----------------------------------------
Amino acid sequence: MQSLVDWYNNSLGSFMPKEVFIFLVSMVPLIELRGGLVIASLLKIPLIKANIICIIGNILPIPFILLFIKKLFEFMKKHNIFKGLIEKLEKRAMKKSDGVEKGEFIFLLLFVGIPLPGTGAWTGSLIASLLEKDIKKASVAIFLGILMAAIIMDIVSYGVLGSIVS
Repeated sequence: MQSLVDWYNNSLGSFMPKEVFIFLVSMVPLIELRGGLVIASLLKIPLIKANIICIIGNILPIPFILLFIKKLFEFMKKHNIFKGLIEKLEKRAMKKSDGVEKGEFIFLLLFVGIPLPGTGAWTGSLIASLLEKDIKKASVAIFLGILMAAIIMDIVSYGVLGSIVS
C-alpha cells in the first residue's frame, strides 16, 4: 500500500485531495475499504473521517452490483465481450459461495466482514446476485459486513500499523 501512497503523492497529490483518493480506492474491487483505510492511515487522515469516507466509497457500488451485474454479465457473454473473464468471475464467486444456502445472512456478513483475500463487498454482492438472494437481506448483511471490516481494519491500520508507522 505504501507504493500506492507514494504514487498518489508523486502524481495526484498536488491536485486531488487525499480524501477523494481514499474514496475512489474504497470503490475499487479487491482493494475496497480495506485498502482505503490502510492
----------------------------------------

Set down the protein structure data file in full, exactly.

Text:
Amino acid sequence: MQSLVDWYNNSLGSFMPKEVFIFLVSMVPLIELRGGLVIASLLKIPLIKANIICIIGNILPIPFILLFIKKLFEFMKKHNIFKGLIEKLEKRAMKKSDGVEKGEFIFLLLFVGIPLPGTGAWTGSLIASLLEKDIKKASVAIFLGILMAAIIMDIVSYGVLGSIVS
Repeated sequence: MQSLVDWYNNSLGSFMPKEVFIFLVSMVPLIELRGGLVIASLLKIPLIKANIICIIGNILPIPFILLFIKKLFEFMKKHNIFKGLIEKLEKRAMKKSDGVEKGEFIFLLLFVGIPLPGTGAWTGSLIASLLEKDIKKASVAIFLGILMAAIIMDIVSYGVLGSIVS
C-alpha cells in the first residue's frame, strides 16, 4: 500500500485531495475499504473521517452490483465481450459461495466482514446476485459486513500499523 501512497503523492497529490483518493480506492474491487483505510492511515487522515469516507466509497457500488451485474454479465457473454473473464468471475464467486444456502445472512456478513483475500463487498454482492438472494437481506448483511471490516481494519491500520508507522 505504501507504493500506492507514494504514487498518489508523486502524481495526484498536488491536485486531488487525499480524501477523494481514499474514496475512489474504497470503490475499487479487491482493494475496497480495506485498502482505503490502510492